Clermont County Save Line: 513.528.SAVE (7283)
Ohio Automated Rx Reporting System (OARRS) website – The OARRS website provides a description of the system, outlines who is required to utilized OARRS, and how to become registered. For more information, click here.
State of Ohio Board of Pharmacy OARRS Training Videos – These instructional videos explain how to register for OARRS access, how to run an OARRS report, and how to read an OARRS report. Visit the State of Ohio Board of Pharmacy YouTube channel.
Clermont County Drug Drop Box Locations – Patient-friendly flyer listing the location of multiple drug drop boxes throughout Clermont County.
Opioid Prescribing Guidelines – Developed by the Governor’s Cabinet Opiate Action Team (GCOAT) these three sets of opiate prescribing guidelines can be used to supplement and not replace the prescriber’s judgment. For more information, click here.
Ohio Guideline for the Management of Acute Pain Outside of Emergency Departments: Created by the Governor’s Cabinet Opiate Action Team (GCOAT) and the workgroup on Opioids and Other Controlled Substances (OOCS), this guideline is intended to provide a general approach to managing acute pain in the outpatient setting. For more information, click here.
Ohio Department of Health Project DAWN resources: The Ohio Department of Health has a webpage dedicated to Project DAWN (Deaths Avoided with Naloxone), which includes a Project DAWN training video, information on naloxone, and additional resources of interest to Health Care Providers and the public related to this topic. The ODH Project DAWN webpage can be accessed by clicking here.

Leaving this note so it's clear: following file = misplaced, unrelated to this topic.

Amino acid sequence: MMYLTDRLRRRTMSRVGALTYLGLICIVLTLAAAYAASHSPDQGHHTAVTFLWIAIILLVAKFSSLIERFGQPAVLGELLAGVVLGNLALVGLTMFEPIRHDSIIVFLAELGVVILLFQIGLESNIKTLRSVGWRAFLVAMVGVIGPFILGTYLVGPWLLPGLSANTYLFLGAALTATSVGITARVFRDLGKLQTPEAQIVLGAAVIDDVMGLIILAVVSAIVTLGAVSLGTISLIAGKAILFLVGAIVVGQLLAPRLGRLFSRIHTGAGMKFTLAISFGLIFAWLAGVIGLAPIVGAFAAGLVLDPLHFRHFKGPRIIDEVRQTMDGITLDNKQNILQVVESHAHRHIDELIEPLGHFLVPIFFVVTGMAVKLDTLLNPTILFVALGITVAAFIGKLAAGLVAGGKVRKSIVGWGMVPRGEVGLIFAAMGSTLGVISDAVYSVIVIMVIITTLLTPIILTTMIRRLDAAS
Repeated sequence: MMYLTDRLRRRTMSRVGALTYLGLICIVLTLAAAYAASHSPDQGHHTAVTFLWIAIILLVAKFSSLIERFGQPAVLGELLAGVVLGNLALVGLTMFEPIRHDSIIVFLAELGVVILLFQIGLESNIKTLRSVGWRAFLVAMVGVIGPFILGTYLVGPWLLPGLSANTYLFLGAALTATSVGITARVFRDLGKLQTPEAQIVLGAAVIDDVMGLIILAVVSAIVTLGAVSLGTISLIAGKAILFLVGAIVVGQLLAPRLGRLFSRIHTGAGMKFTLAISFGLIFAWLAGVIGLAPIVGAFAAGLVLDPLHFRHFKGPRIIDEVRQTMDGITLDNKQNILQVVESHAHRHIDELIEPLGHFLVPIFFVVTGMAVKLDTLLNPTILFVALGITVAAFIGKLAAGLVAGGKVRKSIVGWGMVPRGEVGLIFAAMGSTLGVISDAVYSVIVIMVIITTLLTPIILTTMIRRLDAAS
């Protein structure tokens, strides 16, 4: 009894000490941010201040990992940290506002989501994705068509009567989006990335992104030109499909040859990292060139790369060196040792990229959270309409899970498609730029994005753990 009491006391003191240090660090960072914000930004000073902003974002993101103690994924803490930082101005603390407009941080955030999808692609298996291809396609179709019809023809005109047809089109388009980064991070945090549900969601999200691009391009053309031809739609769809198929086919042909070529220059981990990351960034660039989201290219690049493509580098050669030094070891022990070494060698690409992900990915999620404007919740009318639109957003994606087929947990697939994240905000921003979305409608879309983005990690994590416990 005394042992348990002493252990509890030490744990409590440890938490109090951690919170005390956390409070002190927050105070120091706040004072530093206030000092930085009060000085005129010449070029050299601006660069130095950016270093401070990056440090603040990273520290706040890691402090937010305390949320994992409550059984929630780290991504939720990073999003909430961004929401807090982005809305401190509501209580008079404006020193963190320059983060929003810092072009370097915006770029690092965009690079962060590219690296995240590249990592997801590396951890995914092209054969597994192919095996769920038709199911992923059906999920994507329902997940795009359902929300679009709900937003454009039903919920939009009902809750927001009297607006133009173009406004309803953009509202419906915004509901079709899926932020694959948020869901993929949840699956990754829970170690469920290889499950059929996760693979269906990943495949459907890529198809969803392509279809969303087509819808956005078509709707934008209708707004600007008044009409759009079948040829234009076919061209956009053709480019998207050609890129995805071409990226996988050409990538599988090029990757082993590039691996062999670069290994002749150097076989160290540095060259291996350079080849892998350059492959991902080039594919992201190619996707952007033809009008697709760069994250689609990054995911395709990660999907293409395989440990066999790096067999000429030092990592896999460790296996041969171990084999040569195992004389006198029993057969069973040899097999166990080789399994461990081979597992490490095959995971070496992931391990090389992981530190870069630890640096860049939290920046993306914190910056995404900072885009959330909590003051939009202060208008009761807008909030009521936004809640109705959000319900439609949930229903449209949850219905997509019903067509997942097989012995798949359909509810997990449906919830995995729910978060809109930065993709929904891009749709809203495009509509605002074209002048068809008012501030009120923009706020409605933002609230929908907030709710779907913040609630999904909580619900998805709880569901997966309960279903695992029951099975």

SBIRT (Screening, Brief Intervention, and Referral to Treatment): SBIRT is an evidence-based practice that can be employed in a variety of settings to provide screening, intervention and referral for those at high risk of substance use disorders. Additional information on SBIRT can be found here or here.
Center for Behavioral Health Statistics and Quality. (2015). Behavioral health trends in the United States: Results from the 2014 National Survey on Drug Use and Health (HHS Publication No. SMA 15-4927, NSDUH Series H-50).
For screening, interventions and CME credits go to: http://www.niaaa.nih.gov/Publications/EducationTrainingMaterials/guide.htm
How can prescription drug misuse be prevented? Guidelines from the National Institute of Health.
The new CDC Guideline for Prescribing Opioids for Chronic Pain helps inform providers’ ability to offer safer, more effective pain management and supports clinical decision making about prescribing opioids.
Healthcare providers are often the first line of diagnosing or discussing substance use disorder with a patient. Untreated substance use disorder can significantly impact medical outcomes and increase morbidity and mortality. It is well known that substance use disorder is a health problem that costs the United States over $400 billion annually including the costs of treatment, related health problems, absenteeism, lost productivity, drug-related crime and incarceration, in addition to education and prevention efforts (NIDA). Also consider, according to results from the 2010 National Survey on Drug Use and Health (NSDUH), an estimated 2.4 million Americans used prescription drugs non-medically for the first time within the past year, which averages to approximately 6,600 initiates per day.
According to the most recent National Survey on Drug Use and Health, an estimated 19.7 million Americans or 8.1% of the population aged 12 or older were current (past month) illicit drug users and nearly 8 million are in need of treatment. (Substance Abuse In Your Patients: Beyond What Is Taught In Your Residency Chair: Nora D. Volkow, M.D., Director National Institute on Drug Abuse).
Health Care Providers play an important role in preventing substance misuse, and assisting their patients who are dealing with substance misuse issues to find appropriate treatment. Included on this page are resources for providers to enhance prescribing practices, and screen and refer patients who may be in need of help.
WHAT CAN HEALTHCARE PROVIDERS DO?
DRUG OVERDOSE PREVENTION RESOURCES
FOR HEALTH CARE PROVIDERS